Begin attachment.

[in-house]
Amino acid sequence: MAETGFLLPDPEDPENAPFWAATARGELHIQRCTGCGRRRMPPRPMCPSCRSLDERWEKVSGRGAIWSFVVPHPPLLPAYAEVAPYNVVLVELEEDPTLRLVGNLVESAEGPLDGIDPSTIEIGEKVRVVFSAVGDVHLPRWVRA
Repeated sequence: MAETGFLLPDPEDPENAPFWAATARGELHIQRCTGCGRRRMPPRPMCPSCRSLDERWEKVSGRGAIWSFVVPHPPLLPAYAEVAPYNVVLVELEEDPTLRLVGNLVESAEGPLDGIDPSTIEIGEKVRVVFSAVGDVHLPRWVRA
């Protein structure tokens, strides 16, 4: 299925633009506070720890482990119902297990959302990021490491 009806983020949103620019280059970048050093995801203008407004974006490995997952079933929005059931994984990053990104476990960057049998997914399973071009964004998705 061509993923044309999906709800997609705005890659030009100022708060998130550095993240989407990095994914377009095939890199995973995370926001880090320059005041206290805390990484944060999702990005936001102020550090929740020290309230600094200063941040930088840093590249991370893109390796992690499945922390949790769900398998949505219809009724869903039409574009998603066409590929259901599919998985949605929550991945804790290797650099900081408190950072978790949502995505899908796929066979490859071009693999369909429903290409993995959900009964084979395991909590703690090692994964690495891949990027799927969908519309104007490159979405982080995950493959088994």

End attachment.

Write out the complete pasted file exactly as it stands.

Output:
[in-house]
Amino acid sequence: MAETGFLLPDPEDPENAPFWAATARGELHIQRCTGCGRRRMPPRPMCPSCRSLDERWEKVSGRGAIWSFVVPHPPLLPAYAEVAPYNVVLVELEEDPTLRLVGNLVESAEGPLDGIDPSTIEIGEKVRVVFSAVGDVHLPRWVRA
Repeated sequence: MAETGFLLPDPEDPENAPFWAATARGELHIQRCTGCGRRRMPPRPMCPSCRSLDERWEKVSGRGAIWSFVVPHPPLLPAYAEVAPYNVVLVELEEDPTLRLVGNLVESAEGPLDGIDPSTIEIGEKVRVVFSAVGDVHLPRWVRA
């Protein structure tokens, strides 16, 4: 299925633009506070720890482990119902297990959302990021490491 009806983020949103620019280059970048050093995801203008407004974006490995997952079933929005059931994984990053990104476990960057049998997914399973071009964004998705 061509993923044309999906709800997609705005890659030009100022708060998130550095993240989407990095994914377009095939890199995973995370926001880090320059005041206290805390990484944060999702990005936001102020550090929740020290309230600094200063941040930088840093590249991370893109390796992690499945922390949790769900398998949505219809009724869903039409574009998603066409590929259901599919998985949605929550991945804790290797650099900081408190950072978790949502995505899908796929066979490859071009693999369909429903290409993995959900009964084979395991909590703690090692994964690495891949990027799927969908519309104007490159979405982080995950493959088994």